Chion Wolf / WNPR

Secretary of the State Denise Merrill said her office is "more prepared than they ever have been" for election day. 

At her annual press briefing before election day, Merrill said her office has learned a lot since the 2010 election, when Bridgeport officials didn't order enough ballots.

"We now have an emergency plan in every town for elections," Merrill said, "and that's something we didn't have four years ago. That's another result of the 2010 election. Every town has an emergency plan that tells you what to do if the electricity goes off, who's in charge, where's the copy room if you need to copy some ballots -- which is, by the way, protocol." 

A poll released Friday by Western New England University shows strong voter support for keeping the Massachusetts casino law.

The survey found 59 percent of  likely voters plan to vote against repeal of the law that legalized Las Vegas-style gambling and authorized the licensing of casinos in Massachusetts. Just 35 percent say they’ll vote yes on Question 3 on Tuesday’s election ballot.  Polling institute director Tim Vercellotti said the gap has grown since September, when a casino industry backed campaign launched a blitz of  TV ads.

Chion Wolf

This election cycle, the Connecticut Council on Freedom of Information asked candidates to sign a pledge - to oppose weakening the state’s public document disclosure law, and to require that any attempts to weaken the law be subjected to public hearings and debate.  Only 10% of those to whom this pledge was sent have actually signed it, though. 

If you've enjoyed the battle for control of the Senate over the past many months, here's some good news: The drama could well spill over into next month — or even next year.

While Republicans are increasingly optimistic — and Democrats, pessimistic — about their prospects Tuesday, there are plausible scenarios that could have America waiting well beyond Nov. 4 to know which party will have a Senate majority.

Jeff Cohen / WNPR

Kiernan Majerus-Collins is a Democrat from West Hartford. He's gotten two mailers from state Democrats and one from an outside organization, and they want him to know that they're watching his voting habits. 


Latino voters are overwhelmingly more likely to support Democratic candidates than Republicans, but that has been changing in recent years. The national GOP has talked a lot about being more “inclusive”, even as voter ID laws in places like Texas seem aimed squarely at reducing the number of Latinos able to vote.

Christopher Penn / Creative Commons

Voting in one Rhode Island town next Tuesday won't be quick. The Providence Journal reports that voters in Barrington will confront 40 ballot questions proposing changes in how government operates.

Chion Wolf

According to the latest Q-poll, a lot of Connecticut voters don’t like any of the candidates running in the upcoming gubernatorial election. But, they don’t have much choice in that race or any of the other state races that generally have 2 candidates -- maybe three if we’re lucky -- on the menu.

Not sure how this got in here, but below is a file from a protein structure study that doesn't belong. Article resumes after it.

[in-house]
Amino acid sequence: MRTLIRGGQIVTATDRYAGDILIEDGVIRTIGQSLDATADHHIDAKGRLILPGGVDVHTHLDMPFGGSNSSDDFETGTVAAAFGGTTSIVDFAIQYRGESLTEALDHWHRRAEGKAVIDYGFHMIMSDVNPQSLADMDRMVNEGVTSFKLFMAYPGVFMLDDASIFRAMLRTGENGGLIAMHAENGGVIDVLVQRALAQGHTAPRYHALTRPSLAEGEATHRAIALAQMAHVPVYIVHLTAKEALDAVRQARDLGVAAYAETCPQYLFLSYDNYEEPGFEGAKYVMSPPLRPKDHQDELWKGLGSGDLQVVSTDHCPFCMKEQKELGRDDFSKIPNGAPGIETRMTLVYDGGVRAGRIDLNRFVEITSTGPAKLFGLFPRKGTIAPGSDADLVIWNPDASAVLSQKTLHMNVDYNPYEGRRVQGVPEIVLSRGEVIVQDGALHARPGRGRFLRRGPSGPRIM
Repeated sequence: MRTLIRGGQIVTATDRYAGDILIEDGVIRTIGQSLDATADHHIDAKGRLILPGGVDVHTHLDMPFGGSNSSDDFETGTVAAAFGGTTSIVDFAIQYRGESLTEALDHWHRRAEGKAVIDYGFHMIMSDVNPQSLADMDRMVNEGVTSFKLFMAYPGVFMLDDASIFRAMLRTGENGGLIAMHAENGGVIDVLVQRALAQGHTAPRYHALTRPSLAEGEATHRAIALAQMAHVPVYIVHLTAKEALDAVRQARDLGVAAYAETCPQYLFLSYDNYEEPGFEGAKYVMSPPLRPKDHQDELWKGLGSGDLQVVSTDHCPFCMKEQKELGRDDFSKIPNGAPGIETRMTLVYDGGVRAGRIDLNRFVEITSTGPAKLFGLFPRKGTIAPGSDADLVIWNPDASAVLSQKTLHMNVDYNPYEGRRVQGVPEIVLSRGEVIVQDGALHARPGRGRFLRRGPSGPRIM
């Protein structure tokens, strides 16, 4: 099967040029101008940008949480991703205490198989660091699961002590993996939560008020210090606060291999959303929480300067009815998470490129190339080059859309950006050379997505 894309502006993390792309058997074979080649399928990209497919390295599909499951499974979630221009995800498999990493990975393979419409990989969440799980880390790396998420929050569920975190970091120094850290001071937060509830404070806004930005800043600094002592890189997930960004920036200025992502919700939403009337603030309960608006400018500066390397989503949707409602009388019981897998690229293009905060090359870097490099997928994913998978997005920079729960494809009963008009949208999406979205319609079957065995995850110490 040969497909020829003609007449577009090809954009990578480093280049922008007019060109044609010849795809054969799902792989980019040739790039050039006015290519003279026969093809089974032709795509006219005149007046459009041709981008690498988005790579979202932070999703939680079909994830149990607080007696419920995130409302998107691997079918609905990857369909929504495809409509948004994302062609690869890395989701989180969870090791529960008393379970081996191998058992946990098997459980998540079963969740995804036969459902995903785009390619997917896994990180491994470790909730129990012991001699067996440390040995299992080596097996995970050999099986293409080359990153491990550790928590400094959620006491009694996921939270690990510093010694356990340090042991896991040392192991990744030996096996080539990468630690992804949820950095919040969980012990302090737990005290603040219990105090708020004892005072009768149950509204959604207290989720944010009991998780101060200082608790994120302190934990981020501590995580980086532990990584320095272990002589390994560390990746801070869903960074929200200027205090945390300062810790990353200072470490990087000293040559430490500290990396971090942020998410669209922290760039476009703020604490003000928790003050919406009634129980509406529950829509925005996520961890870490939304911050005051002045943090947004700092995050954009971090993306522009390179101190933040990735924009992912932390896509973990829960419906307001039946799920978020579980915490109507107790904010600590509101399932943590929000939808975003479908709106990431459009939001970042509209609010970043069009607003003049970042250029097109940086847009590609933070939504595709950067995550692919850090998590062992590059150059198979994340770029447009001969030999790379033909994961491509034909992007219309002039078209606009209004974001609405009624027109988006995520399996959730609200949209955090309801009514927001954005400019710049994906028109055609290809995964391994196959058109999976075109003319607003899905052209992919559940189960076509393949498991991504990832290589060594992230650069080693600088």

Chion Wolf / WNPR

Next Tuesday, November 4, Connecticut is among several states that will ask voters about changing elections laws. The ballot question on amending the Connecticut constitution is the "first" step towards making voting more flexible here.


Massachusetts voters will get to decide a question on the ballot next week that’s of great interest to Connecticut. Opponents of the state’s law allowing casino gambling have placed a question that asks voters if they want to repeal the measure. 

Toronto Public Library

We’re just over a week away from the November 4 elections, and, so far, we’ve spent a lot of time talking politics here in our state. But what about our neighbors to the north, east, and west? 

Activists in Hong Kong, angered by what they perceive as little progress in talks on democratic reforms with the government, marched to the home of the territory's chief executive to demand his ouster.

On the first day for in-person early voting in Illinois, President Obama went to the Dr. Martin Luther King Jr. Community Center to cast his ballot.

"I'm so glad I can early vote here," he told the elections worker checking him in.

Election officials in Massachusetts report a surge in new voter registrations ahead of Wednesday’s deadline.

   The number of voters registered in the city of Springfield has increased by 15,000 since 2009, according to Election Commissioner Gladys Oyola who credits voter registration drives by various special interest groups.  But, she cautions that the increase in the number of registered voters is not necessarily a sign of higher interest in the November election.

In recent years, social scientists have tried to find out whether important decisions are shaped by subtle biases. They've studied recruiters as they decide whom to hire. They've studied teachers, deciding which students to help at school. And they've studied doctors, figuring out what treatments to give patients. Now, researchers have trained their attention on a new group of influential people — state legislators.

This story is part of the New Boom series on millennials in America.